Forgot Password       
Welcome, Guest
Username: Password: Remember me
If you have a question about The Cycle Diet, post them here. Registered users only.
  • Page:
  • 1

TOPIC: ADHD and Diet

ADHD and Diet 27 Mar 2007 21:52 #3587

  • Debra
  • Debra's Avatar Topic Author
  • Offline
  • Administrator
  • Administrator
  • CycleDiet Registered Dietitian
  • Posts: 2416
  • Karma: 3
  • Thank you received: 129

From Today's Dietitian:

[align=center][font="Arial, Helvetica, sans-serif"]Ask the Expert[/font][/align]
[align=left][font="Arial, Helvetica, sans-serif"]This month?s selection:
I am a senior support worker for vulnerable people. As part of my training, I am researching attention-deficit/hyperactivity disorder (ADHD) [which one of the service users has] and proposing a weekly menu. My research has found that he should avoid many foods and ingredients. As a result, I am finding it hard to come up with a healthy and nutritional menu for him.
[font="Arial, Helvetica, sans-serif"]Please help me by providing any relevant information and possibly a menu example. [/font]

[font="Arial, Helvetica, sans-serif"]Timothy Frere-Smith
Neath Abbey, United Kingdom

[font="Arial, Helvetica, sans-serif"]
The relationship between ADHD and diet is not well understood. One problem is that different people seem to react differently to dietary change. Thus, individualized dietary management is necessary. Furthermore, a person?s responses may change over time, and factors such as the amount of food eaten, combinations of food eaten, and the environment in which meals take place may have an effect on the person?s behavior and progress.

[font="Arial, Helvetica, sans-serif"]Research does point to a few culprit foods, ingredients, and other factors that appear to affect a number of people with ADHD. This does not mean that these factors will necessarily have a negative effect on behavior, but they serve as a good starting place to determine the most effective interventions. These factors include food additives, food colorings, refined sugars, toxins (eg, heavy metals in the diet), fatty acid deficiencies, and existing food sensitivities and/or allergies. [/font]

[font="Arial, Helvetica, sans-serif"]The goal is to avoid foods and substances that trigger unwanted behavior and build a diet that includes necessary nutrients. In addition to avoiding problematic foods, it is important to build a diet that includes the nutrients that keep our whole body running smoothly: minerals, omega-3 fatty acids, vitamins, protein, and other nutrients. The diet should be based primarily on whole plant foods plus smaller amounts of animal products (preferably organic, with no hormones, antibiotics, or chemicals used in production). A multivitamin-mineral supplement may be an important addition, as it can help prevent deficiencies. For some, specific B vitamins may increase hyperactive behavior; thus, reactions to supplements should be observed. [/font]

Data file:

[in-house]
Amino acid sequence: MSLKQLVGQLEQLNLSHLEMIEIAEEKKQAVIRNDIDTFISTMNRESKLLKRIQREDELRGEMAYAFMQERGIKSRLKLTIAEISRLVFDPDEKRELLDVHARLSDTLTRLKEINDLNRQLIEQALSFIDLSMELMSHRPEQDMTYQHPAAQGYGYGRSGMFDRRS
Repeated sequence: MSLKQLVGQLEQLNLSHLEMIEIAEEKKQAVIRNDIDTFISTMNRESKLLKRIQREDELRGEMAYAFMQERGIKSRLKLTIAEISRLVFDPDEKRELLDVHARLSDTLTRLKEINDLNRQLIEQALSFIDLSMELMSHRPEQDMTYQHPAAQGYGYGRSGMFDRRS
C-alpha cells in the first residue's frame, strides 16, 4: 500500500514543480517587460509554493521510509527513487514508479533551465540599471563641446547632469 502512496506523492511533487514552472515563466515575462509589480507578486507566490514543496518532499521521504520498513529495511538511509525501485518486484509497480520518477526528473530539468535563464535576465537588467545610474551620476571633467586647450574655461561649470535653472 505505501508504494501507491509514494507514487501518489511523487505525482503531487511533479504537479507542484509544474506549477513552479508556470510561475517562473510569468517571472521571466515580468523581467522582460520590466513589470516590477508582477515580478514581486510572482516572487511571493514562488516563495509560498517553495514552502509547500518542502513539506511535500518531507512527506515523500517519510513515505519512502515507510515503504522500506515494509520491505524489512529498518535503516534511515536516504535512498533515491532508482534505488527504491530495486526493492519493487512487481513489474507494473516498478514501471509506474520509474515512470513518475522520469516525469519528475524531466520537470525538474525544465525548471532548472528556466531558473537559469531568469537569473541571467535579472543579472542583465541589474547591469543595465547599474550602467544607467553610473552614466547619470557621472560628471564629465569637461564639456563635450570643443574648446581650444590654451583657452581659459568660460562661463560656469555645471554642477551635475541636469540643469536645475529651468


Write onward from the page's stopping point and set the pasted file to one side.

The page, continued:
[font="Arial, Helvetica, sans-serif"]Omega-3 fatty acids are specifically involved in the function of the central nervous system and have clear links to behavior. These essential fats tend to be low in the diets (and bodies) of many people, including those with ADHD. Omega-3 fatty acids are present in relatively few foods; other than fatty fish (most of which contain at least some mercury, whose exposure may be associated with ADHD), good sources are flaxseeds and flaxseed oil, walnuts, canola oil, unrefined soybean oil, and tofu. A good omega-3 supplement may be an important treatment strategy, especially in cases in which food choices are limited. [/font]

[font="Arial, Helvetica, sans-serif"]Although sugar is often blamed for causing hyperactivity, its presence in the diet may not be the actual, or only, trigger for behavior changes. Sugar reduces the nutritional quality of the diet by displacing foods that provide vitamins, minerals, protein, and essential fats. It may also aggravate other food intolerances. Regardless, it is still a good idea to minimize its contribution to the diet. [/font]

[font="Arial, Helvetica, sans-serif"]Here is an example of a 2,000-calorie menu that is free of refined sugars and additives but is rich in supportive nutrients such as vitamins, minerals, and omega-3s: [/font]

[font="Arial, Helvetica, sans-serif"]Breakfast:
1 cup cooked plain oatmeal
1 cup sliced strawberries
1/4 cup chopped walnuts
1 cup caffeine-free tea or coffee (if tolerated)

[font="Arial, Helvetica, sans-serif"]Snack:
4 cups of plain air-popped popcorn sprinkled with cinnamon

[font="Arial, Helvetica, sans-serif"]Lunch:
Burrito made with a large whole grain flour tortilla, 1 cup seasoned black beans, 2 T salsa, 1 oz shredded organic cheese; Salad made with lettuce, tomato, cucumbers, carrots, sprinkled with 1 T flax oil mixed with 1 T vinegar of choice

[font="Arial, Helvetica, sans-serif"]Snack:
1 apple, sliced and spread with 2 T raw almond butter

[font="Arial, Helvetica, sans-serif"]Dinner:
Stir-fry made with 3 cups assorted vegetables (including at least 1 cup of leafy greens, such as Chinese cabbage and/or broccoli) and 8 oz firm tofu fried in 1 T canola oil, and a natural stir-fry sauce (no sugar added);
1 cup cooked brown rice

[font="Arial, Helvetica, sans-serif"]? Dina Aronson, MS, RD, is a nutrition consultant, a freelance writer, and a speaker specializing in dietetics-related technology and vegetarian nutrition. [/font]

Please Log in or Create an account to join the conversation.

One woman's nutrient is another woman's antigen
Listen to your body, it's talking to you
  • Page:
  • 1
Time to create page: 0.059 seconds